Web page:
A year ago I had visited Ladakh with my cousin and since the trip did not go as expected, I decided to revisit the place. Back then I had absolutely no plans to travel alone, however a few recent events in my life led me to change this decision.

For a big trip, where I had to travel to 18000 plus feet(Chandigarh-Rohtang-Leh-Srinagar-Chandigarh), making my way through one of the most difficult terrain in the world, planning was very crucial but for some reason, I wanted to face the adversities head on! So I did not plan much for the trip and the day before starting the trip I met my cousin, who gave me the much required pep talk, a few lifesaving tools, a tent being one of them, and a detailed demonstration in the middle of the night in a parking lot somewhere in sector 36 (Chandigarh) – on how to set it up.

The next morning after spending around 40 minutes in properly balancing my luggage (which comprised of everything from needle, thread to bike spare parts to oxygen shots and a container full of fuel) and roping it to my bike tightly, I managed to leave Chandigarh by 7:40 AM – initially moving slowly, constantly checking my luggage from the rear view but after a few miles I gained some confidence and carried on!

So, from not wanting to travel alone to taking on such a trip by myself – I have often been asked as to what changed that I now like to travel alone and take my bike along – and after much introspection I have come to understood – I enjoy the thrill of travelling alone – the feeling of achievement after facing all the challenges, I gain a certain kind of confidence which helps me in difficult times. And, then there is this another side to travelling alone where the loneliness flashes the memories from the past and once in a while you can shout out loud at the top of your voice about your feelings, which of course is a great curative exercise.

The trip itinerary as planned took me from 1090 feet to 18000 feet plus, taking me through vivid geography – plains to green mountains to barren mountains throwing a myriad of colors from grey, brown, red and beautifully white snowy mountains. Let me iterate to you the rivers have their own brand of beauty and serenity – some of the ones (to name a few) I crossed this time were Indus, Beas, Jhelum and Shyok.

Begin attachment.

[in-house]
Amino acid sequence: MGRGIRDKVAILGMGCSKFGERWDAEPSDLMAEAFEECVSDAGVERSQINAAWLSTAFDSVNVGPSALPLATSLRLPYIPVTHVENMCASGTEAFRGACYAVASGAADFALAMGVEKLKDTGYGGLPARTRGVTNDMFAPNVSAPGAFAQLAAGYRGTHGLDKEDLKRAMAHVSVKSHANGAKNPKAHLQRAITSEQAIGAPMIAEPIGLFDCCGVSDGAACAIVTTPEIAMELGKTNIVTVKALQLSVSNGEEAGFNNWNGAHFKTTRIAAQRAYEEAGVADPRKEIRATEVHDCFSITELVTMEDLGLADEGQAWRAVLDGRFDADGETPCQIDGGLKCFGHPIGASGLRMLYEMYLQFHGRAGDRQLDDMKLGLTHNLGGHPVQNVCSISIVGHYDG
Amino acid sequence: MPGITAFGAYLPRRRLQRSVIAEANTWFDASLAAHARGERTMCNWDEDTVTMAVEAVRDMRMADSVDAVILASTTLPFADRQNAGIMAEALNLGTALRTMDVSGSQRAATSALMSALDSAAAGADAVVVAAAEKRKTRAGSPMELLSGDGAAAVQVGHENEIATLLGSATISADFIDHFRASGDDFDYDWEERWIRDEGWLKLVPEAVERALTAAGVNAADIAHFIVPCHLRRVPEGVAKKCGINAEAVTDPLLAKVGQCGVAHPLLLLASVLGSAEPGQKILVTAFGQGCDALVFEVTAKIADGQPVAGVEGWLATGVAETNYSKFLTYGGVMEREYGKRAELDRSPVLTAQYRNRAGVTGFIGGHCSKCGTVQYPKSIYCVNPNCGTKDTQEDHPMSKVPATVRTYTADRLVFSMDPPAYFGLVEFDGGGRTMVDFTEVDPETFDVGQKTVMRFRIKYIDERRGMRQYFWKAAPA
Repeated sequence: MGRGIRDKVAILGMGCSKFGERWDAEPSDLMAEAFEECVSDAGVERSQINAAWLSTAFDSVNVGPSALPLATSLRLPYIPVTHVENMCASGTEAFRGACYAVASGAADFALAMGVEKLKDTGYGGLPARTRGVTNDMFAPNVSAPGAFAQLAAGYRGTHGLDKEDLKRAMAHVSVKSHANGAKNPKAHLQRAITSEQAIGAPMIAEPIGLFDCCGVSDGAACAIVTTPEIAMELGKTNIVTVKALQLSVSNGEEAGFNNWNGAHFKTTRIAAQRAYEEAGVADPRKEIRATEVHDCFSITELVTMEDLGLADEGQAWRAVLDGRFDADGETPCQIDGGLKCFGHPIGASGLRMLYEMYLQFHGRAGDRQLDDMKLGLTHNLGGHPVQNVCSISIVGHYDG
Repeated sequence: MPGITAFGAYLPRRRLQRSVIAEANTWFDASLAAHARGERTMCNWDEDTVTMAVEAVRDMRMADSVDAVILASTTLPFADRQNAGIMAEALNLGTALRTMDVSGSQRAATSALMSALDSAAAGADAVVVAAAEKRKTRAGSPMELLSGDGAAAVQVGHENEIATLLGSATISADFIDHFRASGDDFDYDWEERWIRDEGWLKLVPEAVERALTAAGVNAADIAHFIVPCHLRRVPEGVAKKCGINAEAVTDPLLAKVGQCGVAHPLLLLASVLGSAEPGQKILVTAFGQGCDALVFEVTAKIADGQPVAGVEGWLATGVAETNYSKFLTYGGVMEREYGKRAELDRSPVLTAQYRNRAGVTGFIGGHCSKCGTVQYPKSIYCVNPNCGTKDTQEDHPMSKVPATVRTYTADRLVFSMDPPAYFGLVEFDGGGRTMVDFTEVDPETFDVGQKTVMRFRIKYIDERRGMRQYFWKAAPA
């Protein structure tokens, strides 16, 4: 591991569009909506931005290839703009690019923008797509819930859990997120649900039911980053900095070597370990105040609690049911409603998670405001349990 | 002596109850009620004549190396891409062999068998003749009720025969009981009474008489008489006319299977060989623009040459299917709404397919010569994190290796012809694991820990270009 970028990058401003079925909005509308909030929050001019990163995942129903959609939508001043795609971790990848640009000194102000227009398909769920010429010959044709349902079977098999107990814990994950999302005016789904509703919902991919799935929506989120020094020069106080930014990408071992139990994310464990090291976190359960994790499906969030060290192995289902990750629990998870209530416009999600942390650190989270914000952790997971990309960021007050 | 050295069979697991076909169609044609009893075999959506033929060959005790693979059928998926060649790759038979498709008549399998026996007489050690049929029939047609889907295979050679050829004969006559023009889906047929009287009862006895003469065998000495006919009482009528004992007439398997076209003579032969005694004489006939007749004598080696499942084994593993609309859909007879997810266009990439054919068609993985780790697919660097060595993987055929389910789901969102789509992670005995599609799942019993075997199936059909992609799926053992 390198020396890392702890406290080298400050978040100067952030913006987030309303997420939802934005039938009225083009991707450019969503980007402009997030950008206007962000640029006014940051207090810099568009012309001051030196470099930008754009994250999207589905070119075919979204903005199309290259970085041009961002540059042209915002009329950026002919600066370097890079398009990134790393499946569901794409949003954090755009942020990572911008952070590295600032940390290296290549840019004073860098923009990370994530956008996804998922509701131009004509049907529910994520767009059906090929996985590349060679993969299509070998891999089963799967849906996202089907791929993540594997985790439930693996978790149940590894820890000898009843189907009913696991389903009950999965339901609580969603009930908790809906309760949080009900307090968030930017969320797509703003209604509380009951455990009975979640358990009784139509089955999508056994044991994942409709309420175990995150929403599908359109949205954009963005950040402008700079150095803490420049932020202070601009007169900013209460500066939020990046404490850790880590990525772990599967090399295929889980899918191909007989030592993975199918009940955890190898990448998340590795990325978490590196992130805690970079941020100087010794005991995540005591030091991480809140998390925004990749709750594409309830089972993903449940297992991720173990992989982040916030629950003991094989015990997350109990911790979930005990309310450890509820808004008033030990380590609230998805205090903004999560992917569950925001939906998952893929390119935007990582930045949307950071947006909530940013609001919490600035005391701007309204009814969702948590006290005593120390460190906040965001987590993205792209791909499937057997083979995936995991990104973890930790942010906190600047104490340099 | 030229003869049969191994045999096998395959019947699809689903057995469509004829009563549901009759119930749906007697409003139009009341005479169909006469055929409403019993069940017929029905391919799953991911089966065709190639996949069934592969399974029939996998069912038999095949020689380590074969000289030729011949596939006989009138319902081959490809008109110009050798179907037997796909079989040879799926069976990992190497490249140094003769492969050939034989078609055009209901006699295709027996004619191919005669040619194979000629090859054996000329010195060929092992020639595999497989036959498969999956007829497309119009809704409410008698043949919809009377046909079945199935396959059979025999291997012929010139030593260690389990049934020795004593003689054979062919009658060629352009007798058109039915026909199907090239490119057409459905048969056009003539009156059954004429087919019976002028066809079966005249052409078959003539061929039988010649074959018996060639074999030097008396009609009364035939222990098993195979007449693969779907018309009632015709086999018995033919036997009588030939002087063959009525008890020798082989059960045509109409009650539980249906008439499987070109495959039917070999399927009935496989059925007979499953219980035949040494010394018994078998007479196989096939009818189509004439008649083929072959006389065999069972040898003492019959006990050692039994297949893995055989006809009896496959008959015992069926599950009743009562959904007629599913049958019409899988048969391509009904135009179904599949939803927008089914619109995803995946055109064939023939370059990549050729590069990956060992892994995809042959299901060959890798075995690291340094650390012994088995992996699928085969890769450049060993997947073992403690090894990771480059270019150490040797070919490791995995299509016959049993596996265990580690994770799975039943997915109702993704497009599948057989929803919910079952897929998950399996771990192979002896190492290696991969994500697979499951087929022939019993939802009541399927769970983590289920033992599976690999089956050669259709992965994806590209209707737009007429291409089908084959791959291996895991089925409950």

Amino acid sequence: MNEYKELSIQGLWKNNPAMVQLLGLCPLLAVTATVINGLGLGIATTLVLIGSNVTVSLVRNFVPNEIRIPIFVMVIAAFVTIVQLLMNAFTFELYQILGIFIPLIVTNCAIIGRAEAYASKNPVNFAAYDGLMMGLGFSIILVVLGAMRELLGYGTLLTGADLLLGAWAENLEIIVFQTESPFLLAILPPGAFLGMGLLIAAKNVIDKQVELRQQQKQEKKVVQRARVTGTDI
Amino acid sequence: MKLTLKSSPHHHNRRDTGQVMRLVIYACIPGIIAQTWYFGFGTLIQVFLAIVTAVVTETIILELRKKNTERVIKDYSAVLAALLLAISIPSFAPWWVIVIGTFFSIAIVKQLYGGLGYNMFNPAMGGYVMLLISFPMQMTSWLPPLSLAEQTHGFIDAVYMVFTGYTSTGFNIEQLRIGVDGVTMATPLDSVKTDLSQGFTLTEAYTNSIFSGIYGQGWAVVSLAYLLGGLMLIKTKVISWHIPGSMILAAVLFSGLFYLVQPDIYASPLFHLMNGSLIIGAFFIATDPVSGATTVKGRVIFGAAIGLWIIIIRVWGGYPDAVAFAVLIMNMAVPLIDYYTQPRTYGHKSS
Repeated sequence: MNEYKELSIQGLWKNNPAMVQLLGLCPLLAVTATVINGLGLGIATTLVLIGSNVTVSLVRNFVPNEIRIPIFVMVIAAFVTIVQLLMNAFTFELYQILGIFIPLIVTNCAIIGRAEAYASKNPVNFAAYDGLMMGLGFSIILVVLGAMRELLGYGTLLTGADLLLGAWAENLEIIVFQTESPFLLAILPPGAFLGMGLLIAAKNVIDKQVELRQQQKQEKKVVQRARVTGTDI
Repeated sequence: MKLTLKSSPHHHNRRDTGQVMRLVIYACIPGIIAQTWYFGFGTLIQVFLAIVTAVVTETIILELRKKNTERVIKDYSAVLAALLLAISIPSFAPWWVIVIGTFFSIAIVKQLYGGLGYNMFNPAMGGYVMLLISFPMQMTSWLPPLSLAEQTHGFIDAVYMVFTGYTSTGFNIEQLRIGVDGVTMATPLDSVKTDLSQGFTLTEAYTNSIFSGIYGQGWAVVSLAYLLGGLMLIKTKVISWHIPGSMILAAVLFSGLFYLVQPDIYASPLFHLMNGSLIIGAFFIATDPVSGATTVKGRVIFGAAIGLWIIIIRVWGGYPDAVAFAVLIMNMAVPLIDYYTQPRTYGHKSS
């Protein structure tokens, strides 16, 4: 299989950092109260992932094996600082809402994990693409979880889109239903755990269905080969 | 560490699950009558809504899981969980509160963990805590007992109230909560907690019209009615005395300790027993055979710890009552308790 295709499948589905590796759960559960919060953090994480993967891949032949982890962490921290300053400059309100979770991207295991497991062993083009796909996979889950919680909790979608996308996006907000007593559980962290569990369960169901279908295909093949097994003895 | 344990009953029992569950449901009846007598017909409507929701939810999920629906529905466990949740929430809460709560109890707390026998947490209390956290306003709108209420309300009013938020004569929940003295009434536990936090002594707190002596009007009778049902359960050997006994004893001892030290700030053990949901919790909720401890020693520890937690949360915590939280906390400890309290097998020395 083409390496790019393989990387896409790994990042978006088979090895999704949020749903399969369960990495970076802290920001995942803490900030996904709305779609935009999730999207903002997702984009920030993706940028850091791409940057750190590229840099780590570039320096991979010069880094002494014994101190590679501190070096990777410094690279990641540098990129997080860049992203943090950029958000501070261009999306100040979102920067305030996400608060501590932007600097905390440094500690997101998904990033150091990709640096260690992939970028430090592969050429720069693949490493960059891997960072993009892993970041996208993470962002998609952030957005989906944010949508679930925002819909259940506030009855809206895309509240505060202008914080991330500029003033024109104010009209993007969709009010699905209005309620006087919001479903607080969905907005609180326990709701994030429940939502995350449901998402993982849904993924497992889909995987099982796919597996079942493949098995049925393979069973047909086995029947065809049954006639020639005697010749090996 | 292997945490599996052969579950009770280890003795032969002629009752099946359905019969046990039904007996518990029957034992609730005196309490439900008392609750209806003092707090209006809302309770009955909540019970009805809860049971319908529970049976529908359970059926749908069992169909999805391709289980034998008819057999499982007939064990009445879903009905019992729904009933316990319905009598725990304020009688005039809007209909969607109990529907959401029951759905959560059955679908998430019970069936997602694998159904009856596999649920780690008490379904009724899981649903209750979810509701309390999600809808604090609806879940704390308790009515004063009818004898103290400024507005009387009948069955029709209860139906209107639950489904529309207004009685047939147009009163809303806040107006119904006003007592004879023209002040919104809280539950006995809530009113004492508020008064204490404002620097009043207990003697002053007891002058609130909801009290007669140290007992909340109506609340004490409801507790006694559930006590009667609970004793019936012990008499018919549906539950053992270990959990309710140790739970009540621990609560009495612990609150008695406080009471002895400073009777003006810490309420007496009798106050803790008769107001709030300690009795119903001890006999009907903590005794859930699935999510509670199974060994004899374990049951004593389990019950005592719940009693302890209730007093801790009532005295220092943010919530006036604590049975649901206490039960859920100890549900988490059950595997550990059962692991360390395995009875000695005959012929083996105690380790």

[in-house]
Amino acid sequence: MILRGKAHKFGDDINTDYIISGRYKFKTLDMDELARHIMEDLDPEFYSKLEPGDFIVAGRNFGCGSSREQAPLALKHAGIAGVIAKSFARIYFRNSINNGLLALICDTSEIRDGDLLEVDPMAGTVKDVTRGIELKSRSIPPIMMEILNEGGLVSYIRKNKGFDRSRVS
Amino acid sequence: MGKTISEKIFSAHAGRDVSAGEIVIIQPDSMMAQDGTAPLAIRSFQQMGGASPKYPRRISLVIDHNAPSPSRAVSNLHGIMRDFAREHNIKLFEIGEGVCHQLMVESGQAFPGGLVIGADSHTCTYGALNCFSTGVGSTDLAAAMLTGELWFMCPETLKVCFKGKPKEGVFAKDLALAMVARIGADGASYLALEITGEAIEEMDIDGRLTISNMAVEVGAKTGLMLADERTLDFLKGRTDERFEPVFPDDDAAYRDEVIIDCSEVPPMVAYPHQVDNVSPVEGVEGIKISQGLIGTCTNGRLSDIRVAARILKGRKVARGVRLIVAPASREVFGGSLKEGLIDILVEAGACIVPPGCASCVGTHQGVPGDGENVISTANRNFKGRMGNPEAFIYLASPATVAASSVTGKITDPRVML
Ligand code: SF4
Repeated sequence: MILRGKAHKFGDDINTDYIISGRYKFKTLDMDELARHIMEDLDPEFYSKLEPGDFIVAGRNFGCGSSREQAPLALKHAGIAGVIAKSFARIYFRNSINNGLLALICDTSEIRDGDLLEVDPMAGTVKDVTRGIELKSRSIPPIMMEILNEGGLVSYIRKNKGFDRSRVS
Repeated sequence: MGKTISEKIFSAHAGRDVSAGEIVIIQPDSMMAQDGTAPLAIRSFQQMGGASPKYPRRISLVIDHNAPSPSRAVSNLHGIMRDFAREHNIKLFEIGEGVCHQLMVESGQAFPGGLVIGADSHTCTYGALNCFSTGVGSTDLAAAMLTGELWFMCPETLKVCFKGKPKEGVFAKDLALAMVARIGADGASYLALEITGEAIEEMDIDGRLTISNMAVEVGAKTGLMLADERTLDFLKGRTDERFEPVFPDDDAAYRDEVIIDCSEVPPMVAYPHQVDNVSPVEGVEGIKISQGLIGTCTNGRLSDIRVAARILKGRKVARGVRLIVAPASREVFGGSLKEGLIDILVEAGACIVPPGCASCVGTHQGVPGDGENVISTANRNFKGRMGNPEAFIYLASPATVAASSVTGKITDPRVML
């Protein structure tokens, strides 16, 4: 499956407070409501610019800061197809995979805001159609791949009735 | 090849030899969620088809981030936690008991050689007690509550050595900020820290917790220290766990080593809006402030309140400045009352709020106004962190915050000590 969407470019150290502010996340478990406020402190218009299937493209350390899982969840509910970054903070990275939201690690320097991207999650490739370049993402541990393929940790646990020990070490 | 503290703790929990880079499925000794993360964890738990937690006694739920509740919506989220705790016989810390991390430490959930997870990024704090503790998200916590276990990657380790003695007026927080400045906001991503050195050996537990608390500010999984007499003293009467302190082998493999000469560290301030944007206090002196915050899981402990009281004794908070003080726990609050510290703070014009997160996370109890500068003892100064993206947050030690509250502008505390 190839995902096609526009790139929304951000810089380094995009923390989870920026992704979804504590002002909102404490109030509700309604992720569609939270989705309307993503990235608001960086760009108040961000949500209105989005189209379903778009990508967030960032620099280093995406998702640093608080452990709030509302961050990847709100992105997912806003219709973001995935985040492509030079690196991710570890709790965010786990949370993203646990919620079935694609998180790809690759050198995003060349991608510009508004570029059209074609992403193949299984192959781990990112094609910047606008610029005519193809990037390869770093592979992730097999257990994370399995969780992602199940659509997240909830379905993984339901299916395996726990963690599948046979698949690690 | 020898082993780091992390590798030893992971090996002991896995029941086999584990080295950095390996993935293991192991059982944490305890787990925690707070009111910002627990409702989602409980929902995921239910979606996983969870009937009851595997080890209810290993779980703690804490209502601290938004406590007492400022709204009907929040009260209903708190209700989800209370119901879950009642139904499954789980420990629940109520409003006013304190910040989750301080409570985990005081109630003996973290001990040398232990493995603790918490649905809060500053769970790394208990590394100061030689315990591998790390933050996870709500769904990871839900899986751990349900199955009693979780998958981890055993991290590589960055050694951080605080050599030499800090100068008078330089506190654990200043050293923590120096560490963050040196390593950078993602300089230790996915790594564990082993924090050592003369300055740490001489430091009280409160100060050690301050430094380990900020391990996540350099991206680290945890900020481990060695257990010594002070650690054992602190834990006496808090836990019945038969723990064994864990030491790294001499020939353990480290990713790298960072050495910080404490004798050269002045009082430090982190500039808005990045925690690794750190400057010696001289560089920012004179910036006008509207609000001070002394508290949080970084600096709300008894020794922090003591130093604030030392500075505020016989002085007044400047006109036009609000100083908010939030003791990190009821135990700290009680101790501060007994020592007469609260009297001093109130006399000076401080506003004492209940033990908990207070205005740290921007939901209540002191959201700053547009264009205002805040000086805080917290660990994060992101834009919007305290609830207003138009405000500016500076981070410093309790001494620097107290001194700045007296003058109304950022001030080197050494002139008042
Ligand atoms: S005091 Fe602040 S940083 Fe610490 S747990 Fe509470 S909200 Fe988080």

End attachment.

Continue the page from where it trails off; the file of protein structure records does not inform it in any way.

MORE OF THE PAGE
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Just like the journey with some fabulous views and some very pathetic roads the trip too had its shares of ups and downs. I had to face various adversities such as bike shutting down, hallucinations and headaches on higher altitudes, and worst of all meeting with an accident towards the end of my trip, but, there were many blissful moments such as drinking water from the streams, waterfalls and rivers, getting help from the fellow bikers, meeting with the king of Baluchistan and interacting with the soft spoken & helpful locals.
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All set to start my journey through the Himalayas.

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Crossing the mighty Rohtang La pass to make my way to Leh.

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The Pangong lake- The beauty of this place is beyond words.

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To get a view of K2 (second highest mountain in the world) you have to pass through

Khardungla top-the highest motorable road in the world.

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Diskit monastery the oldest and largest Buddhist monastery in the Nubra valley of Ladakh.

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Camel back riding at the Nubra valley will always be special for me.

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Local balti food consisting of roti served with curd and cherries is an experience in itself.

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Rafting at the mighty Zanskar River gives you a beautiful view of the mountains of the Zanskar range.

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Gurdwara Pathar Sahib- a beautiful Gurdwara built about 25 miles away from Leh.

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A few selfies at Sonamarg beside the angry current of Jhelum.

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Relaxing on a houseboat before my journey back home…